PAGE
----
The Austin Chronicle


July 22, 2011, News

City Council is still out this week; on July 27, they'll receive City Manager Marc Ott's proposed budget. Items on tap for council's full meeting July 28 – including changes to tax abatements for historic properties – are already generating discussion, as is a potential item seeking to postpone instituting expanded pay parking hours Downtown. See "City Hall Hustle."

• Potential regulation of short-term rental properties continues, with the Planning Commis­sion's Codes and Ordinances Committee taking up the topic in a packed meeting this week. Commissioners are looking for ways to regulate and weed out party properties without smothering the burgeoning practice (industry leader HomeAway is based in Austin). Final recommendations aren't expected until fall, although the Board of Adjustment recently complicated ­matters by issuing its own definition of what constitutes a short-term vacation rental.

• At press time Wednesday, the city's Downtown Commission was hearing a presentation on plans to build a new convention center hotel at Red River and Cesar Chavez streets. Representatives of the hotel developer, San Diego-based Manches­ter Financial Group, were hoping to gain the ­commission's support for the project.

• Austin police investigators are still looking for information on the homicide of local musician Chadd Thomas, found dead on South Congress on July 11. If you have information, contact the homicide tip line at 477-3588. The local rockabilly community is organizing three nights of memorial benefit concerts for his family at Uncle Billy's Brew & Que at Lake Travis for the next three Saturdays, July 23 and 30 and Aug. 6.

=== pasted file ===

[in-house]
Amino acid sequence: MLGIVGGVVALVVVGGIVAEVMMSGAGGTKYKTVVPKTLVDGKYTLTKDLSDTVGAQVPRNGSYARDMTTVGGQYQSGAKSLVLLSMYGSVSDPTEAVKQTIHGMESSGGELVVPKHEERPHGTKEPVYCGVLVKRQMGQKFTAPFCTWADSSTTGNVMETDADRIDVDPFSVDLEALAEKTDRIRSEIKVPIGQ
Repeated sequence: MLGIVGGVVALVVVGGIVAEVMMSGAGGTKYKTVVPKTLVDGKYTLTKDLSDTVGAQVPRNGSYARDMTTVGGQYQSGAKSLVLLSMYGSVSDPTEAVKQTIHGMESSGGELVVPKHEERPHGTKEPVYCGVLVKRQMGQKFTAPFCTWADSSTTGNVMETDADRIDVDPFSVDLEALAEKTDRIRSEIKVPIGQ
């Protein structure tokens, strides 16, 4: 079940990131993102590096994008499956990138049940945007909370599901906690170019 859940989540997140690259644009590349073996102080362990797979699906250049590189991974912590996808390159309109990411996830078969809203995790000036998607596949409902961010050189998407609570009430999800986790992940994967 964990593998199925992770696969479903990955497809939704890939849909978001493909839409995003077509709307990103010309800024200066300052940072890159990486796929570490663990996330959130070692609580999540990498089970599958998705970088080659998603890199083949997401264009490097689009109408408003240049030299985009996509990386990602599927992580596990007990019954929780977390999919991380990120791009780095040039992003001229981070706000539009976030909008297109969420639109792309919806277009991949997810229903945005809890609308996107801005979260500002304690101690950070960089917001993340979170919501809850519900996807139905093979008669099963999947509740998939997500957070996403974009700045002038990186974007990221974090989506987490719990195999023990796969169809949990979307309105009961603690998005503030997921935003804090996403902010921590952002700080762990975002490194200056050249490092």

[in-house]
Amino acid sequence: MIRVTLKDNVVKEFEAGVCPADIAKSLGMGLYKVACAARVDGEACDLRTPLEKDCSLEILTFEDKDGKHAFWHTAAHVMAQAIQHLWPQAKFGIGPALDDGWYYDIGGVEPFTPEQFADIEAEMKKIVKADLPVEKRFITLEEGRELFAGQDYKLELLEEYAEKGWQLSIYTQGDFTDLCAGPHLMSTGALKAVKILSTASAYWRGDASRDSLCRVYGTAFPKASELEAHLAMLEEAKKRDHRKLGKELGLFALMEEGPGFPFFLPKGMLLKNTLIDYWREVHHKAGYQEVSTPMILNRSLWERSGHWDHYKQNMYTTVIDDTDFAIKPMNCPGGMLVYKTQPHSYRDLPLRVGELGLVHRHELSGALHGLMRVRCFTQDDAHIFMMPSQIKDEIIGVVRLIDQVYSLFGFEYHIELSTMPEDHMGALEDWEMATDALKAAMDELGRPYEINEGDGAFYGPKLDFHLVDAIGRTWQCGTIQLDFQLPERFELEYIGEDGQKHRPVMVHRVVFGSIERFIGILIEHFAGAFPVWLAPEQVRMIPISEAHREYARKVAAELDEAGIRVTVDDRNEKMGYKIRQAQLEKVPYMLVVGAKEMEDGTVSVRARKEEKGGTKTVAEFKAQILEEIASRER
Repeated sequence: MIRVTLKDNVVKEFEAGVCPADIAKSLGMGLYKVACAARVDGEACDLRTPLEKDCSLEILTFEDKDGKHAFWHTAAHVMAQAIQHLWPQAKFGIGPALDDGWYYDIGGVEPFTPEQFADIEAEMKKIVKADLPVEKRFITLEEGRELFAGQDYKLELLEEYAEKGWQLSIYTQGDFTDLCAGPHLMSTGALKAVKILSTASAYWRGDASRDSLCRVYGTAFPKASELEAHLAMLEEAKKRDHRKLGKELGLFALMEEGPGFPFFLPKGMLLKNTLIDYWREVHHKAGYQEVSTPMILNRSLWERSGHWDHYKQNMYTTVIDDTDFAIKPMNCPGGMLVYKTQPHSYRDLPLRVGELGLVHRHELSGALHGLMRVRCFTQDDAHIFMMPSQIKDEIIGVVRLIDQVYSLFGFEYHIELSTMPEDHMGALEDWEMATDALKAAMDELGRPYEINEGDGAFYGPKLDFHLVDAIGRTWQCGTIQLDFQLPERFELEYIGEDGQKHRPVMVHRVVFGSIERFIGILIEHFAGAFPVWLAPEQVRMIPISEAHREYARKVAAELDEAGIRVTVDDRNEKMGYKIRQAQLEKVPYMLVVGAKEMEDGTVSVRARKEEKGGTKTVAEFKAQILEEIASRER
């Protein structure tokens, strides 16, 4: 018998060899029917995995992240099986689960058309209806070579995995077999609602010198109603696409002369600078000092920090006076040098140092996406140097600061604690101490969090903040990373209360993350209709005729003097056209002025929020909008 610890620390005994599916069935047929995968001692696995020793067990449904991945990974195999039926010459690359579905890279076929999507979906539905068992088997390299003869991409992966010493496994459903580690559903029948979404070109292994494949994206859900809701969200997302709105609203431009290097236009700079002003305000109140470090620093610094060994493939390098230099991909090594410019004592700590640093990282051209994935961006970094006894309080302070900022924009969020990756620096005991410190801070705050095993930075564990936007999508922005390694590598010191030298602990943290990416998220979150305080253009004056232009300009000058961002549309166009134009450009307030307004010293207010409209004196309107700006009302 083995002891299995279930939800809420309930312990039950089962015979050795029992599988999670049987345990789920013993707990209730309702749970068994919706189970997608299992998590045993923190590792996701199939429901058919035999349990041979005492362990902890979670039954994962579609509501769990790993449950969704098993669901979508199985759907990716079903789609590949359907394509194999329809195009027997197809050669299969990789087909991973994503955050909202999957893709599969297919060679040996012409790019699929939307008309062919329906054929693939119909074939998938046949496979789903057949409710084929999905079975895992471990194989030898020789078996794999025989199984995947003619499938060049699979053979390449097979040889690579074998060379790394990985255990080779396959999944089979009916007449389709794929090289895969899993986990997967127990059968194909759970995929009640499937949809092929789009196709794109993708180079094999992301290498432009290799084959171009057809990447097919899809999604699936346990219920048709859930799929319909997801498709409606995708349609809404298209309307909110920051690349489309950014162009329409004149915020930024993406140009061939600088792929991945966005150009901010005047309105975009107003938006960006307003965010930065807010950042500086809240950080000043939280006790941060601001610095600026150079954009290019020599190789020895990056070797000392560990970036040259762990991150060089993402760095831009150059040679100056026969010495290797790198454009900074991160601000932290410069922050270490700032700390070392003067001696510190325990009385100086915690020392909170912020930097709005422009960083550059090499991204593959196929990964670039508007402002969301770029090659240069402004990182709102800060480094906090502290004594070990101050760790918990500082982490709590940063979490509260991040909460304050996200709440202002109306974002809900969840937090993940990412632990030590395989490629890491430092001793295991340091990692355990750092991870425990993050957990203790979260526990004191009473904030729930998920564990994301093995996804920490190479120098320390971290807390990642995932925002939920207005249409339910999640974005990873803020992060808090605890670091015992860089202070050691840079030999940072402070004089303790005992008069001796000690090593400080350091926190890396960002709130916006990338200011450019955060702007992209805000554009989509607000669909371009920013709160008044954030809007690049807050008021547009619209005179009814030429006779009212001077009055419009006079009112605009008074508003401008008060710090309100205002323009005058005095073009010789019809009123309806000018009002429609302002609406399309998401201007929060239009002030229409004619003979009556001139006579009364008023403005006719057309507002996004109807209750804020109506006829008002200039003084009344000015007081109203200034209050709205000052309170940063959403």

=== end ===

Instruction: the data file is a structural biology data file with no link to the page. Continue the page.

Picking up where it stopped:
Betty Arena, who spent years trying to clear her son's name of a sexual assault conviction that even the victim says he didn't commit, died Wednesday morning without getting to see her son one last time. Michael Arena, who remains behind bars, had sought to be released from prison to be at his dying mother's bedside. (See "One Last Visit for Mother and Son?," July 15.)

• Mixed polling results for Gov. Rick Perry's presidential aspirations: While he continues to play a guessing game with the national press corps, an NBC/Wall Street Journal poll places his nomination campaign third among national primary voters at 11%, trailing former Massachusetts Gov. Mitt Romney (30%) and Minnesota Congresswoman Michelle Bachman (16%).

• With Lt. Gov David Dewhurst making his long-awaited announcement of a U.S. Senate run on July 19, Jerry Patterson, state land commissioner, former state senator, and outspoken gun nut, has declared he wants a shot at the GOP nomination for lite gov. Talk about a change of pace in the state Senate: While both men are doctrinaire conservatives, the dour Dewhurst and the quirky Patterson (who once broke his arm doing a cartwheel into his office) could scarcely be less alike in temperament.

• Nonpartisan pressure group Save Texas Schools continued its push to make school funding the primary issue in both primary and general elections with a two-day statewide conference in Austin last weekend. The group's campaign may already be bearing fruit in Harris County: James Wilson, a self-described "strong proponent of public education," has announced a primary challenge to Rep. Debbie Riddle, R-Tomball, who once famously said that public education came "straight out of the pit of hell."

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